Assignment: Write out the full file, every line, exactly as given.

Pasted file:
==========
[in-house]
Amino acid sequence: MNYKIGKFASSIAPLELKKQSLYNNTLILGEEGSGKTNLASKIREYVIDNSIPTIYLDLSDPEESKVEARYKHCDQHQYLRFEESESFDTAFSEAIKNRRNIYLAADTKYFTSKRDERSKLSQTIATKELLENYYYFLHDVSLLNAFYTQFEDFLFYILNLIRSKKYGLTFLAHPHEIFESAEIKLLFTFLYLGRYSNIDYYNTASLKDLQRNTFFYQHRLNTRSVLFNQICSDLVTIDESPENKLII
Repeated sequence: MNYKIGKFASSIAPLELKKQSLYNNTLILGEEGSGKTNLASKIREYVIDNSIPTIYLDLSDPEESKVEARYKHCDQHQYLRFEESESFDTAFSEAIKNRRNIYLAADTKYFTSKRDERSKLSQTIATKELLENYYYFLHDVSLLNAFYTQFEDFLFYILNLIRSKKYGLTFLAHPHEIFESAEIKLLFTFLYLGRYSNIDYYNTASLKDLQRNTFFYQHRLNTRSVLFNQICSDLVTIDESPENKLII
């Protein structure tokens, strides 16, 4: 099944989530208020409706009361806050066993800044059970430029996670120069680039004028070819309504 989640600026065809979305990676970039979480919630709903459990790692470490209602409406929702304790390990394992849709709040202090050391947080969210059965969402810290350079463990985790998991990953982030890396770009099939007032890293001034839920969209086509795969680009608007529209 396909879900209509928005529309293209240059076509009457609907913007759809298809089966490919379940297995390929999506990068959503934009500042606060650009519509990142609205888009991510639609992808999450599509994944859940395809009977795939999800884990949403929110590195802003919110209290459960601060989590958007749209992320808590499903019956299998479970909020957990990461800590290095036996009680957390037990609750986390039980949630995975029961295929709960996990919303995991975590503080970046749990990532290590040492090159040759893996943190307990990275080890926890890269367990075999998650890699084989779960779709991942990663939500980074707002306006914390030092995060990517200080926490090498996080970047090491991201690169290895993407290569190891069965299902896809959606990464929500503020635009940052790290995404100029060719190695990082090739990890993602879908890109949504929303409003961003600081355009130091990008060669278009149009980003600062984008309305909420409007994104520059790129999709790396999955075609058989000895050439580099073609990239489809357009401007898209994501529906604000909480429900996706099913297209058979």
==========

[in-house]
Amino acid sequence: MNYKIGKFASSIAPLELKKQSLYNNTLILGEEGSGKTNLASKIREYVIDNSIPTIYLDLSDPEESKVEARYKHCDQHQYLRFEESESFDTAFSEAIKNRRNIYLAADTKYFTSKRDERSKLSQTIATKELLENYYYFLHDVSLLNAFYTQFEDFLFYILNLIRSKKYGLTFLAHPHEIFESAEIKLLFTFLYLGRYSNIDYYNTASLKDLQRNTFFYQHRLNTRSVLFNQICSDLVTIDESPENKLII
Repeated sequence: MNYKIGKFASSIAPLELKKQSLYNNTLILGEEGSGKTNLASKIREYVIDNSIPTIYLDLSDPEESKVEARYKHCDQHQYLRFEESESFDTAFSEAIKNRRNIYLAADTKYFTSKRDERSKLSQTIATKELLENYYYFLHDVSLLNAFYTQFEDFLFYILNLIRSKKYGLTFLAHPHEIFESAEIKLLFTFLYLGRYSNIDYYNTASLKDLQRNTFFYQHRLNTRSVLFNQICSDLVTIDESPENKLII
């Protein structure tokens, strides 16, 4: 099944989530208020409706009361806050066993800044059970430029996670120069680039004028070819309504 989640600026065809979305990676970039979480919630709903459990790692470490209602409406929702304790390990394992849709709040202090050391947080969210059965969402810290350079463990985790998991990953982030890396770009099939007032890293001034839920969209086509795969680009608007529209 396909879900209509928005529309293209240059076509009457609907913007759809298809089966490919379940297995390929999506990068959503934009500042606060650009519509990142609205888009991510639609992808999450599509994944859940395809009977795939999800884990949403929110590195802003919110209290459960601060989590958007749209992320808590499903019956299998479970909020957990990461800590290095036996009680957390037990609750986390039980949630995975029961295929709960996990919303995991975590503080970046749990990532290590040492090159040759893996943190307990990275080890926890890269367990075999998650890699084989779960779709991942990663939500980074707002306006914390030092995060990517200080926490090498996080970047090491991201690169290895993407290569190891069965299902896809959606990464929500503020635009940052790290995404100029060719190695990082090739990890993602879908890109949504929303409003961003600081355009130091990008060669278009149009980003600062984008309305909420409007994104520059790129999709790396999955075609058989000895050439580099073609990239489809357009401007898209994501529906604000909480429900996706099913297209058979």